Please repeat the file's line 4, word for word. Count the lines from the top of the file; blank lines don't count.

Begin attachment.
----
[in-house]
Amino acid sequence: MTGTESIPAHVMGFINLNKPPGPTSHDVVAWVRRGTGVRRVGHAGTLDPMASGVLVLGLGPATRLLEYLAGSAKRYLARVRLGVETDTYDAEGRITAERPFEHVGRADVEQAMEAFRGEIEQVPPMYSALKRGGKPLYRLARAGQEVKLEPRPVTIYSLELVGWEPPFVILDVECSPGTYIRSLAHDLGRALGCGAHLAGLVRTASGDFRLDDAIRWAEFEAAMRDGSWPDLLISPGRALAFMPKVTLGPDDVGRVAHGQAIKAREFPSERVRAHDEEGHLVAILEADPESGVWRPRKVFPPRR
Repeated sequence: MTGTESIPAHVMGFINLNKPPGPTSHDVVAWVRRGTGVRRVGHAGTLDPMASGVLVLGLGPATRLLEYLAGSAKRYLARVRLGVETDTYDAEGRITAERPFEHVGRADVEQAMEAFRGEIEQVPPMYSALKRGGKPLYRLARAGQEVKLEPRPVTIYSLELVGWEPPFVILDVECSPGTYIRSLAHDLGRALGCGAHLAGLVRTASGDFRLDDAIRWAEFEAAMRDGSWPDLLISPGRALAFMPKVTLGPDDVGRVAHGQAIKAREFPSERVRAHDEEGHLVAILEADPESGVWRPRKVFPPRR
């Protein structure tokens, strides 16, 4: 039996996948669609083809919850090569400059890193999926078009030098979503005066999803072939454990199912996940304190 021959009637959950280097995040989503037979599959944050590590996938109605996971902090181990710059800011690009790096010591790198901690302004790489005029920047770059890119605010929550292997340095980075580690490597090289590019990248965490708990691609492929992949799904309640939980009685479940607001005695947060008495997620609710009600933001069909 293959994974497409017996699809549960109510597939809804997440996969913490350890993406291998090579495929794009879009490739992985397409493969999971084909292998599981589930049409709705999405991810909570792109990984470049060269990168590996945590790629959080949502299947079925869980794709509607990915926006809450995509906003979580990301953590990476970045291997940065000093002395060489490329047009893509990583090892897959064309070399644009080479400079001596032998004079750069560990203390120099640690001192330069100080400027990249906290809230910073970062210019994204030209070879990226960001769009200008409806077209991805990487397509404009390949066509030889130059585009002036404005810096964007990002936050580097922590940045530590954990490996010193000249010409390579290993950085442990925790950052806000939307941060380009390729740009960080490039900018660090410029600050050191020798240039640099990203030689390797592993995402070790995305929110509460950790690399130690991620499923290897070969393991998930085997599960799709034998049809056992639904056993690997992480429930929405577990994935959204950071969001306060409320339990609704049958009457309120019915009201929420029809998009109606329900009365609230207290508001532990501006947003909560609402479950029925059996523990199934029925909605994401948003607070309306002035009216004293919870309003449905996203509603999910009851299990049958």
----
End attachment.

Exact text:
């Protein structure tokens, strides 16, 4: 039996996948669609083809919850090569400059890193999926078009030098979503005066999803072939454990199912996940304190 021959009637959950280097995040989503037979599959944050590590996938109605996971902090181990710059800011690009790096010591790198901690302004790489005029920047770059890119605010929550292997340095980075580690490597090289590019990248965490708990691609492929992949799904309640939980009685479940607001005695947060008495997620609710009600933001069909 293959994974497409017996699809549960109510597939809804997440996969913490350890993406291998090579495929794009879009490739992985397409493969999971084909292998599981589930049409709705999405991810909570792109990984470049060269990168590996945590790629959080949502299947079925869980794709509607990915926006809450995509906003979580990301953590990476970045291997940065000093002395060489490329047009893509990583090892897959064309070399644009080479400079001596032998004079750069560990203390120099640690001192330069100080400027990249906290809230910073970062210019994204030209070879990226960001769009200008409806077209991805990487397509404009390949066509030889130059585009002036404005810096964007990002936050580097922590940045530590954990490996010193000249010409390579290993950085442990925790950052806000939307941060380009390729740009960080490039900018660090410029600050050191020798240039640099990203030689390797592993995402070790995305929110509460950790690399130690991620499923290897070969393991998930085997599960799709034998049809056992639904056993690997992480429930929405577990994935959204950071969001306060409320339990609704049958009457309120019915009201929420029809998009109606329900009365609230207290508001532990501006947003909560609402479950029925059996523990199934029925909605994401948003607070309306002035009216004293919870309003449905996203509603999910009851299990049958």